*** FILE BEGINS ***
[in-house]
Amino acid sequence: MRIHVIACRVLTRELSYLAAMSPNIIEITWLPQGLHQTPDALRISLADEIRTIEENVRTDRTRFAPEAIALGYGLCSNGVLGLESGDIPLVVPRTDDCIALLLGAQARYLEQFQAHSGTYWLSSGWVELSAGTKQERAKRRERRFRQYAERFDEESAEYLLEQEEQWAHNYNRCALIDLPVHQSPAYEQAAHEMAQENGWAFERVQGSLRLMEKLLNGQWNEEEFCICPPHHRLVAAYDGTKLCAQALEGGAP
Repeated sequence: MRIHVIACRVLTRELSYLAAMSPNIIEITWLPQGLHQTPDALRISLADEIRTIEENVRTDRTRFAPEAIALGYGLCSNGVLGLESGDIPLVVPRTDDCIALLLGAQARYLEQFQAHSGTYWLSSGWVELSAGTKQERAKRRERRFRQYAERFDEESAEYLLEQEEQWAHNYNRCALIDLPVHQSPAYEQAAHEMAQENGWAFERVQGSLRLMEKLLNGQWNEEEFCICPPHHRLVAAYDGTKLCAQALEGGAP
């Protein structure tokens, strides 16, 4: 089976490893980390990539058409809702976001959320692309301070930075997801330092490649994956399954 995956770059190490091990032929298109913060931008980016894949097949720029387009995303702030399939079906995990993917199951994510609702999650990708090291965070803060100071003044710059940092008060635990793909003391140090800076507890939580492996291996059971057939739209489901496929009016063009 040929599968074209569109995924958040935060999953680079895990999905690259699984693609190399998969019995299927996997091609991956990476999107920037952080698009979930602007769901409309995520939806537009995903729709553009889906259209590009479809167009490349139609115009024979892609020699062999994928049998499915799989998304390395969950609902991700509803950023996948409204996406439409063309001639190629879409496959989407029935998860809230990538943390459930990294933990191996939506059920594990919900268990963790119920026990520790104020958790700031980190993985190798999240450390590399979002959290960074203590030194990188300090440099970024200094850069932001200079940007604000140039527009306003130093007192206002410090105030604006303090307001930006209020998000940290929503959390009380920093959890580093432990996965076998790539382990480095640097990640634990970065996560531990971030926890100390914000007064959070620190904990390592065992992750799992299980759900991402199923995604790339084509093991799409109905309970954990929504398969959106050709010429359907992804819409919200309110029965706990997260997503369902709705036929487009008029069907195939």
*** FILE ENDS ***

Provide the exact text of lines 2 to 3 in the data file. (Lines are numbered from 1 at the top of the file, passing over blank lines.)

Amino acid sequence: MRIHVIACRVLTRELSYLAAMSPNIIEITWLPQGLHQTPDALRISLADEIRTIEENVRTDRTRFAPEAIALGYGLCSNGVLGLESGDIPLVVPRTDDCIALLLGAQARYLEQFQAHSGTYWLSSGWVELSAGTKQERAKRRERRFRQYAERFDEESAEYLLEQEEQWAHNYNRCALIDLPVHQSPAYEQAAHEMAQENGWAFERVQGSLRLMEKLLNGQWNEEEFCICPPHHRLVAAYDGTKLCAQALEGGAP
Repeated sequence: MRIHVIACRVLTRELSYLAAMSPNIIEITWLPQGLHQTPDALRISLADEIRTIEENVRTDRTRFAPEAIALGYGLCSNGVLGLESGDIPLVVPRTDDCIALLLGAQARYLEQFQAHSGTYWLSSGWVELSAGTKQERAKRRERRFRQYAERFDEESAEYLLEQEEQWAHNYNRCALIDLPVHQSPAYEQAAHEMAQENGWAFERVQGSLRLMEKLLNGQWNEEEFCICPPHHRLVAAYDGTKLCAQALEGGAP